Facebook as your Joint Controller
The Wirtschaftsakademie case opened a can of worms which is yet to be contained when it comes to the joint controllers situation between Facebook and page owners. Basically, the Court of Justice of the EU said that an administrator of a fan page hosted on Facebook is a controller jointly with Facebook, since the former takes part in the determination of the purposes and means of processing the personal data of visitors on the page.
As a result of this qualification by the CJEU, Facebook published a “Page Insights Controller Addendum” to its Terms of Service, intended as a means of satisfying GDPR Art. 26 (the need for an arrangement between joint controllers). This addendum has recently been criticized by the German Data Protection Authorities for, among others, annihilating the decision-making powers of fanpage admins, which in their opinion would be contrary to GDPR Art. 26. This approach is controversial – the Wirtschaftsakademie case does not impose equal involvement of controllers in deciding the purposes and means of processing and, moreover, according to this article by Dr. Carlo Piltz, GDPR Art. 26 requires only an arrangement between the joint controllers, an arrangement where parties would be free to regulate the distribution of the decision-making powers.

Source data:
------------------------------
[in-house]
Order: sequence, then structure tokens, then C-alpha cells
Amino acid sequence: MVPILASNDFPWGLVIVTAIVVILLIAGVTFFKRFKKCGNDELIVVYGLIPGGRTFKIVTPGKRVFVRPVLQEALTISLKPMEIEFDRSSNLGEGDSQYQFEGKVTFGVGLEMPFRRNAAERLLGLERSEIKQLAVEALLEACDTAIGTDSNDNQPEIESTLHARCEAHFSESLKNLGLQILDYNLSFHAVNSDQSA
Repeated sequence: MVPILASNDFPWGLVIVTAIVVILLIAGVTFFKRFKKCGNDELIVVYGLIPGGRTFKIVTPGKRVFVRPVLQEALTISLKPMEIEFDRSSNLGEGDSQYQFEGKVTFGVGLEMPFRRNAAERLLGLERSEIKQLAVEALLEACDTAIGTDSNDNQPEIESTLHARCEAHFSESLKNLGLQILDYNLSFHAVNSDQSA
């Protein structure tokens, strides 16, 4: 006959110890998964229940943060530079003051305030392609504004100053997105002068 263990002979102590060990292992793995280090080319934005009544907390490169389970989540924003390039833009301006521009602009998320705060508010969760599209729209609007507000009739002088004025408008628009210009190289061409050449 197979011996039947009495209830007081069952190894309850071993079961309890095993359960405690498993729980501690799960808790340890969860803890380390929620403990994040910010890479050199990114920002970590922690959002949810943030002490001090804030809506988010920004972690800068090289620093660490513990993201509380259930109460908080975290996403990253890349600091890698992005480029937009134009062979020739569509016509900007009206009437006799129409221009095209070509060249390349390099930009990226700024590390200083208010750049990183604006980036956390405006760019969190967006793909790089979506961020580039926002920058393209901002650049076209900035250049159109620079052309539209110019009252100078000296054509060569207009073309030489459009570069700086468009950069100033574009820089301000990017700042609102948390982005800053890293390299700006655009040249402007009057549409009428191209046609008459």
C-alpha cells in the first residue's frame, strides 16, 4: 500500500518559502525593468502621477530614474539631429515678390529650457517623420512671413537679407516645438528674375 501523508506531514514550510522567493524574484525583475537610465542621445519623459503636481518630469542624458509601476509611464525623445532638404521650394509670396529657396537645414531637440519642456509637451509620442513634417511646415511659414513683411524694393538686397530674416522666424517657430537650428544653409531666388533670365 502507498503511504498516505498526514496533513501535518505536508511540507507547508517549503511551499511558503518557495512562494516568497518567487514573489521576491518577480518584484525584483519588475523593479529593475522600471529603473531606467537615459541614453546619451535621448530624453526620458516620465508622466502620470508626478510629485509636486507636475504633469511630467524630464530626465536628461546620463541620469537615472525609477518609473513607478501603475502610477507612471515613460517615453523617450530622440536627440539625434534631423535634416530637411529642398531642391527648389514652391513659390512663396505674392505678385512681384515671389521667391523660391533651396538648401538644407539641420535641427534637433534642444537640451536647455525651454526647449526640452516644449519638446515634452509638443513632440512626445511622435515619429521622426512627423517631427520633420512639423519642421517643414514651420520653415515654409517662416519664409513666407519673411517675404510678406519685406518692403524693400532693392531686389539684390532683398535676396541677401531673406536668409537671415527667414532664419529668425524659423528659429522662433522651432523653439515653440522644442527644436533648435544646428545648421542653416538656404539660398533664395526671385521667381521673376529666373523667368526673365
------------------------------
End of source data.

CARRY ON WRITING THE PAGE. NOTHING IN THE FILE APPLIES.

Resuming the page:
There is still a sense of uncertainty and risk surrounding the legal consequences of the decision to open a fan page, and the onus falls on organizations and individuals, especially in a time when engaging with clients on social media is a huge advantage for any business.
How will these issues shape the future of client interaction, civil society campaigns and the potential of small organisation to accelerate their growth? This is especially worrisome considering the trend to use Facebook pages in lieu of websites.
Moreover, national Data Protection Authorities will have different enforcement approaches on this topic, which will probably create discrepancies and discrimination between fan page users from different Member States. In any case, clear guidelines from the European Data Protection Board on this topic would be highly beneficial.
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GDPR’s 1-year anniversary: adding up the numbers
The GDPR just turned 1 this May! Stakeholders are adding up the numbers (complaints, sanctions, data breaches) and optimism is mixed with concern about respect for data subjects’ rights. Here are some anniversary reports published by authorities and organizations:
♛ ICO – GDPR – one year on.
♛ Spanish DPA: Report on the first year of GDPR application.
♛ The Technolawgist: GDPR – a year in review.
♛ Global HR Lawyers: The GDPR – one year on.